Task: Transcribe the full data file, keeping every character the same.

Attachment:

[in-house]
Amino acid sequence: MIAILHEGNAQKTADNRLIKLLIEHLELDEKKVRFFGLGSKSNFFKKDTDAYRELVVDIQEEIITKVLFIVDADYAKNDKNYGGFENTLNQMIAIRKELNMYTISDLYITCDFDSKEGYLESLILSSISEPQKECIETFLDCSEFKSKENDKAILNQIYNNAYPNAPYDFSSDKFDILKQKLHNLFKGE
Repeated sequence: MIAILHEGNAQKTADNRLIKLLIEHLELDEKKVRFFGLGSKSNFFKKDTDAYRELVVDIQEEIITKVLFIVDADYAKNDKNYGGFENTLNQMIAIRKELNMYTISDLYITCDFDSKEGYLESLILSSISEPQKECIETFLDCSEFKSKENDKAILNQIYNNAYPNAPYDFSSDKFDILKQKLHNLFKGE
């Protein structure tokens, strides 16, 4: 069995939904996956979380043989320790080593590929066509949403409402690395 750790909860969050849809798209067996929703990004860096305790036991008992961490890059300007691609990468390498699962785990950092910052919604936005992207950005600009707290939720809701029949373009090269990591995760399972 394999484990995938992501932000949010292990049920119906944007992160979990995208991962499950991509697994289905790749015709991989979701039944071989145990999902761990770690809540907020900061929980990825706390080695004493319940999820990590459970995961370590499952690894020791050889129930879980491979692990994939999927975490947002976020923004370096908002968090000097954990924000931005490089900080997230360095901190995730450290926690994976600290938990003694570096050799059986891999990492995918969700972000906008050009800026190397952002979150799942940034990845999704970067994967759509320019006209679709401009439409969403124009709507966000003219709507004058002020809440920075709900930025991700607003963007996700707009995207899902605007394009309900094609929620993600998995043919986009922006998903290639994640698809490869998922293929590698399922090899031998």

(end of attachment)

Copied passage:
[in-house]
Amino acid sequence: MIAILHEGNAQKTADNRLIKLLIEHLELDEKKVRFFGLGSKSNFFKKDTDAYRELVVDIQEEIITKVLFIVDADYAKNDKNYGGFENTLNQMIAIRKELNMYTISDLYITCDFDSKEGYLESLILSSISEPQKECIETFLDCSEFKSKENDKAILNQIYNNAYPNAPYDFSSDKFDILKQKLHNLFKGE
Repeated sequence: MIAILHEGNAQKTADNRLIKLLIEHLELDEKKVRFFGLGSKSNFFKKDTDAYRELVVDIQEEIITKVLFIVDADYAKNDKNYGGFENTLNQMIAIRKELNMYTISDLYITCDFDSKEGYLESLILSSISEPQKECIETFLDCSEFKSKENDKAILNQIYNNAYPNAPYDFSSDKFDILKQKLHNLFKGE
């Protein structure tokens, strides 16, 4: 069995939904996956979380043989320790080593590929066509949403409402690395 750790909860969050849809798209067996929703990004860096305790036991008992961490890059300007691609990468390498699962785990950092910052919604936005992207950005600009707290939720809701029949373009090269990591995760399972 394999484990995938992501932000949010292990049920119906944007992160979990995208991962499950991509697994289905790749015709991989979701039944071989145990999902761990770690809540907020900061929980990825706390080695004493319940999820990590459970995961370590499952690894020791050889129930879980491979692990994939999927975490947002976020923004370096908002968090000097954990924000931005490089900080997230360095901190995730450290926690994976600290938990003694570096050799059986891999990492995918969700972000906008050009800026190397952002979150799942940034990845999704970067994967759509320019006209679709401009439409969403124009709507966000003219709507004058002020809440920075709900930025991700607003963007996700707009995207899902605007394009309900094609929620993600998995043919986009922006998903290639994640698809490869998922293929590698399922090899031998």